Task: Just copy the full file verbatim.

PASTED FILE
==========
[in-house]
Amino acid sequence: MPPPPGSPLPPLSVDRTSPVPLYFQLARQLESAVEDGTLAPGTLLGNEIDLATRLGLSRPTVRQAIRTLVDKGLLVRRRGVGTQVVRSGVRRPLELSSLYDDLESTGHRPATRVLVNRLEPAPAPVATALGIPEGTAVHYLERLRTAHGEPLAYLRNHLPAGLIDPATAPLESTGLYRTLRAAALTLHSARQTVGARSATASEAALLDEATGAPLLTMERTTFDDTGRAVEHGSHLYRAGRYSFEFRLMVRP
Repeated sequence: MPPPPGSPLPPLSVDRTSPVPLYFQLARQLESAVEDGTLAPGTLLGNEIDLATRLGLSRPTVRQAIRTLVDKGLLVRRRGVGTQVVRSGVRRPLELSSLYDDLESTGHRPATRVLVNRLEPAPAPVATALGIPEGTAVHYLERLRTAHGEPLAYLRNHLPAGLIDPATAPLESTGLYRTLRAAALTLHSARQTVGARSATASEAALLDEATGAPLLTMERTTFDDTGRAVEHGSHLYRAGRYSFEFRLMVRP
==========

[in-house]
Amino acid sequence: MPPPPGSPLPPLSVDRTSPVPLYFQLARQLESAVEDGTLAPGTLLGNEIDLATRLGLSRPTVRQAIRTLVDKGLLVRRRGVGTQVVRSGVRRPLELSSLYDDLESTGHRPATRVLVNRLEPAPAPVATALGIPEGTAVHYLERLRTAHGEPLAYLRNHLPAGLIDPATAPLESTGLYRTLRAAALTLHSARQTVGARSATASEAALLDEATGAPLLTMERTTFDDTGRAVEHGSHLYRAGRYSFEFRLMVRP
Repeated sequence: MPPPPGSPLPPLSVDRTSPVPLYFQLARQLESAVEDGTLAPGTLLGNEIDLATRLGLSRPTVRQAIRTLVDKGLLVRRRGVGTQVVRSGVRRPLELSSLYDDLESTGHRPATRVLVNRLEPAPAPVATALGIPEGTAVHYLERLRTAHGEPLAYLRNHLPAGLIDPATAPLESTGLYRTLRAAALTLHSARQTVGARSATASEAALLDEATGAPLLTMERTTFDDTGRAVEHGSHLYRAGRYSFEFRLMVRP